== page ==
You are probably seeing a trend here, between unlearning and embracing failure... that students shouldn't see knowledge and learning in black and white terms.
Let me nuance that with a 3rd skill we should emphasize in schools: how to engage in a dialectic. In other words, how does one have a conversation with another to reach a truth together?
Tapping into my former teacher mode, I will now use a bit of dramatic dialogue to emphasize my point.
Teacher: Suzie, what is the answer to number four?
Suzie: Two? (or Blue? or Yttrium? or Dwight Eisenhower?)
Teacher: Yes (you have met my pre-defined parameters for truth-i-ness on this particular question)
- or, No, can someone else help Suzie (find my pre-defined parameters)?
If you agree that students don't have this skill, you can see why. They are never given the opportunity to learn and practice it. Knowledge, be it in the form of classroom discussion or tests, is always in the form of right or wrong.
Now, what if students were taught how to answer questions with "Let me show you what I'm thinking", or "Consider this perspective"? Dialogue that prompted a discussion. And furthermore, what if students honestly believed that they could persuade teachers to think about the content in a different way? You suddenly are working with an autonomous learner who takes pride in their individual thought.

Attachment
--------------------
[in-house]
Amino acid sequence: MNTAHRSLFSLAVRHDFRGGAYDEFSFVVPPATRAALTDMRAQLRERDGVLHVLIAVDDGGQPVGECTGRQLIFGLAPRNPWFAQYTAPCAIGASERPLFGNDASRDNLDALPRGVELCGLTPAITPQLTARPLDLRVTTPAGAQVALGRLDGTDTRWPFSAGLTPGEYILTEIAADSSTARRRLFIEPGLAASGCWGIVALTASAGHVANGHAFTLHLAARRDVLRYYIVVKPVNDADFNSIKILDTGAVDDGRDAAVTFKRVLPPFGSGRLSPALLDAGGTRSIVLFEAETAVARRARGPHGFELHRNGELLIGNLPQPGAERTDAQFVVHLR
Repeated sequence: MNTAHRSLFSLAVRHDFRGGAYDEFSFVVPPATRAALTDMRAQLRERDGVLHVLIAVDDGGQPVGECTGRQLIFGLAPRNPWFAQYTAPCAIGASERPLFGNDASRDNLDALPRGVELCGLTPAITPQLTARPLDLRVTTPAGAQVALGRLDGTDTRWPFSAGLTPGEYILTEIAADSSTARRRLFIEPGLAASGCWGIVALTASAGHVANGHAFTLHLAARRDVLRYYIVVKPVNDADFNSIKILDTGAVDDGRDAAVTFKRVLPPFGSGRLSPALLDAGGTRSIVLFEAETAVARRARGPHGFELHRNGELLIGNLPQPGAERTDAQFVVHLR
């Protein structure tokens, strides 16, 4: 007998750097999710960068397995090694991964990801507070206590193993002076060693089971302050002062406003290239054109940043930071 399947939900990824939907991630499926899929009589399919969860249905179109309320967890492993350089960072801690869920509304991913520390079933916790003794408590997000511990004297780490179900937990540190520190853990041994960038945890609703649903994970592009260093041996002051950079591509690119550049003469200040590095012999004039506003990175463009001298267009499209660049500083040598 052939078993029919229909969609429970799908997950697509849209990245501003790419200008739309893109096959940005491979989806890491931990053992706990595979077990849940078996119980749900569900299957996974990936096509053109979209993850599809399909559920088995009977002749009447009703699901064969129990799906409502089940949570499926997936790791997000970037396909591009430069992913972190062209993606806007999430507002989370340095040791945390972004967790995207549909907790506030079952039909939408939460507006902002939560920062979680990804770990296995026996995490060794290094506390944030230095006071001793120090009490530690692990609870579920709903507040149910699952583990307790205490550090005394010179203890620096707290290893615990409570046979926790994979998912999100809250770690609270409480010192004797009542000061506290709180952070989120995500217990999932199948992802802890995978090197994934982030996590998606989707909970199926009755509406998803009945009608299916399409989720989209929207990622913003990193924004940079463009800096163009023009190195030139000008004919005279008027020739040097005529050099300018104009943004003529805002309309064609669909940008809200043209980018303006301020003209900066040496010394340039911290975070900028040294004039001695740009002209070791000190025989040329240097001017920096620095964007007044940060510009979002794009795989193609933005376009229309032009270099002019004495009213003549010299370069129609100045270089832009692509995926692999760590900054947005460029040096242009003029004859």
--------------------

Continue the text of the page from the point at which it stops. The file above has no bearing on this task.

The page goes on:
Let me put it this way, I knew this rather drab first-year teacher... (okay, it was me), who wasn't meeting his expectations with student engagement. Except when he threatened to change his policy around allowing mp3 players in study hall. And suddenly, there were many people highly engaged in the outcome of the mp3 debate. Their thoughts were suddenly sharp, their examples more vivid,.. and they had to be. Their mp3 players were at stake. And, because the teacher actually continued discussion and probed their thinking, the class became an enjoyable learning experience for all.
That brings up the flip side of this skill. A dialectic means you have to understand you might not be correct, either. Which, is why debating a teenager is very difficult (I'm tapping Dr. Phil now).
We don't do either of these well. We give the illusion that all learning is either right or wrong (and the teacher is always right), but then we also don't help students understand that they can't find the answer without being willing to change their understanding. In other words, we cut off learning before it has a chance to happen. And we have to stop kidding ourselves... this won't happen naturally. We have to teach students how to engage this way.
The end result to the mp3 discussion was a new, common understanding about the purpose of study hall. Both the teacher and the students came away on the same page, seeing the issue differently than before. We handled ourselves well, not arrogant, not a pushover, but as people seeking out what the right answer is. Socrates would be proud.